What's with all the celebrities sentenced to community service? Do they really help anyone?

Advice on how to make the world better.
Sept. 1 2010 7:09 AM

Riches to Rags

What's with all the celebrities serving community service? Do they really help anyone?

Do you have a real-life do-gooding dilemma? Please send it to ask.my.goodness@gmail.com.

(Continued from Page 1)

Community service is practical as well as humane. It saves court time because few of these cases go to trial. The charges are generally dismissed once community service is done and the fine paid. The state saves the high cost of a prisoner's daily care.

Is community service helpful to the community by making offenders less likely to commit crimes in the future? Sentencing experts point to the good outcomes for young offenders, where time in jail would very likely have made them more dangerous.

We'd like to believe older offenders can be transformed by serving their communities, but the few studies on the subject are inconclusive. There's not much evidence that such sentencing significantly reduces recidivism. Lindsay Lohan's experience working at an American Red Cross blood center and visiting a morgue may make her less likely to drive drunk. But her court-ordered rehab stint will likely be more helpful.

Recent examples of celeb community service sentencing bring up the tension that runs throughout our justice system. Is it fair? Not really: The moneyed and better-educated defendant almost invariably does better. A Houston study found whites there were more likely to be assigned community service sentences than blacks.

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People with money can hire a skilled lawyer likely to convince a judge that community service is appropriate. In fact, it's often the defense attorney who proposes the form of service.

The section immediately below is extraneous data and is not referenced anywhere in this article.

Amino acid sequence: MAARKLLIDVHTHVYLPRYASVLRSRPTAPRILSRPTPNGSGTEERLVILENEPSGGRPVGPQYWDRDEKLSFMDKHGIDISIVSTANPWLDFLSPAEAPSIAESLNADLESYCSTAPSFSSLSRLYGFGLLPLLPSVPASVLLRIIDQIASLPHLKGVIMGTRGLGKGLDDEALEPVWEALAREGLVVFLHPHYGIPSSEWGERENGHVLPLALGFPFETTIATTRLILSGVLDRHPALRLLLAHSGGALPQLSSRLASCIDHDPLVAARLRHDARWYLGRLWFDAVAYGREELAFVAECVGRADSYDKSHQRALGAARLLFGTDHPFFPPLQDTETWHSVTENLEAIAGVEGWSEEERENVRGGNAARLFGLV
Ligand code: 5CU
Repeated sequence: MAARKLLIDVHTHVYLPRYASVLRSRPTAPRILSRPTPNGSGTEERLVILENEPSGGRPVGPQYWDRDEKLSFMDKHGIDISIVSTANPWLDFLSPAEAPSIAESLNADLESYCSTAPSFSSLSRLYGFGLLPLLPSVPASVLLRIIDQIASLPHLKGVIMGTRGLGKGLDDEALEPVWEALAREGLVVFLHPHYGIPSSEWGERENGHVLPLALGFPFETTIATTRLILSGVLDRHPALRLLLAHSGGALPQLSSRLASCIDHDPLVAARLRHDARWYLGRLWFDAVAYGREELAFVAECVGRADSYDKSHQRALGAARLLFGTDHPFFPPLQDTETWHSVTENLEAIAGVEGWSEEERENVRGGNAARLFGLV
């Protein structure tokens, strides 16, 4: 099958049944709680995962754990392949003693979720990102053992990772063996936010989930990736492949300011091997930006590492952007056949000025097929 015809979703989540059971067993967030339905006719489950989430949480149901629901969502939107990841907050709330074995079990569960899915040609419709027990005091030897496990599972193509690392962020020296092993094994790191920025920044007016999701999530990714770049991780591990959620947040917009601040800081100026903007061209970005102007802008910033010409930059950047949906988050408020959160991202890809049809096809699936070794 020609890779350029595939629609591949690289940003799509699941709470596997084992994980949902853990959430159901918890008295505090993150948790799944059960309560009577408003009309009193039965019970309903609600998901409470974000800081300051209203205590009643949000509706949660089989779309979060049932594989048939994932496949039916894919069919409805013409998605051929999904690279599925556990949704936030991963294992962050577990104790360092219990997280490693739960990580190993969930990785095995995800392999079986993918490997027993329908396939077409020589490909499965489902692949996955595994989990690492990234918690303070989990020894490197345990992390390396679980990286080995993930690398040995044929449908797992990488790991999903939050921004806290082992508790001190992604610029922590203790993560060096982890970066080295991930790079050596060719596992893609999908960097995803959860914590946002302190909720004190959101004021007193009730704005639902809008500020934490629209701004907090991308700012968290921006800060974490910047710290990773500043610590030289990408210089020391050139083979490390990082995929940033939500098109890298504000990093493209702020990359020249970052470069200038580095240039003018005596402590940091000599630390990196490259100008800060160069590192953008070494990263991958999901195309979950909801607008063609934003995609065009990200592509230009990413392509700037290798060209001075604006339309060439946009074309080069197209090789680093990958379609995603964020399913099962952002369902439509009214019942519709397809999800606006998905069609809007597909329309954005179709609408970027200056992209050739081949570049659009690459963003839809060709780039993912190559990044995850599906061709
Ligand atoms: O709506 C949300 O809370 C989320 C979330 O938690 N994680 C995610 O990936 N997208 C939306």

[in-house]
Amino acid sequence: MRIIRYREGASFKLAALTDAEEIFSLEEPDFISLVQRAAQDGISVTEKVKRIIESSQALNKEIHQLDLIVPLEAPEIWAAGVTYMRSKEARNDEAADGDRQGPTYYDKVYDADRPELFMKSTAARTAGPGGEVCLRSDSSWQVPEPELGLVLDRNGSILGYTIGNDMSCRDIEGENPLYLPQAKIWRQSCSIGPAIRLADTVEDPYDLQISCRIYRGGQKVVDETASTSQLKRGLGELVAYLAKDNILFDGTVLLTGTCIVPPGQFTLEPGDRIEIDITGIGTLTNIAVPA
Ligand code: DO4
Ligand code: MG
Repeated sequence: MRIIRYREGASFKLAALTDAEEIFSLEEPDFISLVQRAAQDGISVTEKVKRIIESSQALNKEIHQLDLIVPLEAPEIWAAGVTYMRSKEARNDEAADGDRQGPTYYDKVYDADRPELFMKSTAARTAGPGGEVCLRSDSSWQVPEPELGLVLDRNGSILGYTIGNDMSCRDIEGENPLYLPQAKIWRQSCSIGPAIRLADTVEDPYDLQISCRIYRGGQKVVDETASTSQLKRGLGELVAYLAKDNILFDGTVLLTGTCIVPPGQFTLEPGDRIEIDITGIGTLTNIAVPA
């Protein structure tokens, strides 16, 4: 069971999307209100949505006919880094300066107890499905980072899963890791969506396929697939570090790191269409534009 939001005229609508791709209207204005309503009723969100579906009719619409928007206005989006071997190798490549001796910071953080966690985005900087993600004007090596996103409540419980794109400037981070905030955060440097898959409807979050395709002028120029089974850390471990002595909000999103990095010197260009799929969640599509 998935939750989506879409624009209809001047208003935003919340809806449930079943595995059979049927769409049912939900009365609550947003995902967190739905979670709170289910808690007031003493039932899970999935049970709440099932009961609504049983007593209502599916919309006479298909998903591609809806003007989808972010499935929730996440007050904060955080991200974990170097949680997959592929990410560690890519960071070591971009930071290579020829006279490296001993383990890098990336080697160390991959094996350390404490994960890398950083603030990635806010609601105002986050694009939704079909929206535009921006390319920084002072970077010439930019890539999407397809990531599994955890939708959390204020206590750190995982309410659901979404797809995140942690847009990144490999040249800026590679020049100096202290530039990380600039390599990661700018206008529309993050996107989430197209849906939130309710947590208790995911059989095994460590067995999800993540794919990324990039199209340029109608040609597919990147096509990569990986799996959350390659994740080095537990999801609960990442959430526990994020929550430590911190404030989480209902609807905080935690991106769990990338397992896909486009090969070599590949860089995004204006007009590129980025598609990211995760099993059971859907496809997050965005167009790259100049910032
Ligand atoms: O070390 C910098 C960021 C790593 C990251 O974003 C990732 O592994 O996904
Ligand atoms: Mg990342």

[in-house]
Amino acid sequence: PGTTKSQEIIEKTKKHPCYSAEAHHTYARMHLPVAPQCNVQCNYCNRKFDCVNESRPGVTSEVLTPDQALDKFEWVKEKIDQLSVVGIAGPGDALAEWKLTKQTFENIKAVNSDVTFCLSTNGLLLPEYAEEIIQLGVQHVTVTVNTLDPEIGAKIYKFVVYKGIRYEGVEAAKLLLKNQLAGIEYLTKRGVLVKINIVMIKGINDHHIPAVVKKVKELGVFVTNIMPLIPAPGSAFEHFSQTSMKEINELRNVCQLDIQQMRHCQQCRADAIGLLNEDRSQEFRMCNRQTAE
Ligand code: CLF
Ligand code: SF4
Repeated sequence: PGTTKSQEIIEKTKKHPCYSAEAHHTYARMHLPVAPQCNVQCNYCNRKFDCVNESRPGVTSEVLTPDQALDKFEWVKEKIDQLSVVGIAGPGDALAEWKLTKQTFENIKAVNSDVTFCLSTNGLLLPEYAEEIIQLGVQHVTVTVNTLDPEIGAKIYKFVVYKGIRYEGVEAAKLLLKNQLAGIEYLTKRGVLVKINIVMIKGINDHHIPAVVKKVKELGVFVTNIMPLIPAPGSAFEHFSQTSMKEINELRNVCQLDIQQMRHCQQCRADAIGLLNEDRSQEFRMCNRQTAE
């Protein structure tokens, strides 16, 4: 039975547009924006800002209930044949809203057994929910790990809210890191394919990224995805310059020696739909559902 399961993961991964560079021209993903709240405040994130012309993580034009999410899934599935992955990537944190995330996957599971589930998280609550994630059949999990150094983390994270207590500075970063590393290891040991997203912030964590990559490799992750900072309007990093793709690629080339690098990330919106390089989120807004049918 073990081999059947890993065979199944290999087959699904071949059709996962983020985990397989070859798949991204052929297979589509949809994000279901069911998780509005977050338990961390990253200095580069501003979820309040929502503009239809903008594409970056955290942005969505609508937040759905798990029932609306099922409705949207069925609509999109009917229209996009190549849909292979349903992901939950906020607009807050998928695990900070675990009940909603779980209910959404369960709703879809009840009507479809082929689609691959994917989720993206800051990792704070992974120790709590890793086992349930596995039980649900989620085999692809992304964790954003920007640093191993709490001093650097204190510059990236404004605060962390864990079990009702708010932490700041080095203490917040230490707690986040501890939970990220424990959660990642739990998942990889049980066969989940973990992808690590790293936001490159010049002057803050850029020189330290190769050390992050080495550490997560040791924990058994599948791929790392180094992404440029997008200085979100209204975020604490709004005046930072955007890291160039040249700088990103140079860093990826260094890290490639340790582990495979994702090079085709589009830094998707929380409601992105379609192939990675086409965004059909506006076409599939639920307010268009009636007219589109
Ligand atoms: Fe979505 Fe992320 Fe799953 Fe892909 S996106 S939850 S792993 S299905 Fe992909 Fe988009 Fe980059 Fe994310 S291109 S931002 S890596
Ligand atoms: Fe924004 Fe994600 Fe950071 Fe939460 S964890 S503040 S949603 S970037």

In the case of a sports star, a team and an agent have a huge investment in keeping the offender playing, not to mention maintaining or rehabilitating his or her reputation. When basketball player DeShawn Stevenson fulfills his community service at a camp for elite high-school ball players (along with two years' probation and a $1,100 fine) after being sentenced for statutory rape, it looks like something he would have probably wanted to do anyway.

Same goes for other entertainers. After his airport parking violation led to drug and gun charges, rapper Snoop Dogg spent half of his 800 hours of community service with his Snoop Youth Football League team (complete with a Snooper Bowl).

In some cases, the suggested service looks less like punishment than career enrichment. The lawyer for actor Charlie Sheen, who was charged with assaulting his wife with a switch blade, initially suggested that the actor spend a month serving the community as a theater intern with Theatre Aspen. Sheen ended up going to drug rehabilitation (as did his wife), instead of prison.

Offenders can go too far with their ideas about the right kind of service. A California lawyer guilty of conspiracy sought community-service credit for teaching a law school course to be called "Regulation of Free Market Capitalism: Are We Failing?" The judge rejected the idea, saying it was not what he had envisioned.

—Constance

Do you have a real-life do-gooding dilemma? Please send it to ask.my.goodness@gmail.com.

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Constance Casey's "Doing Good" beat for the Newhouse News Service focused on charities, the politics of nonprofits, and finding good solutions to bad problems. She has written on gardening and revolting creatures for Slate.

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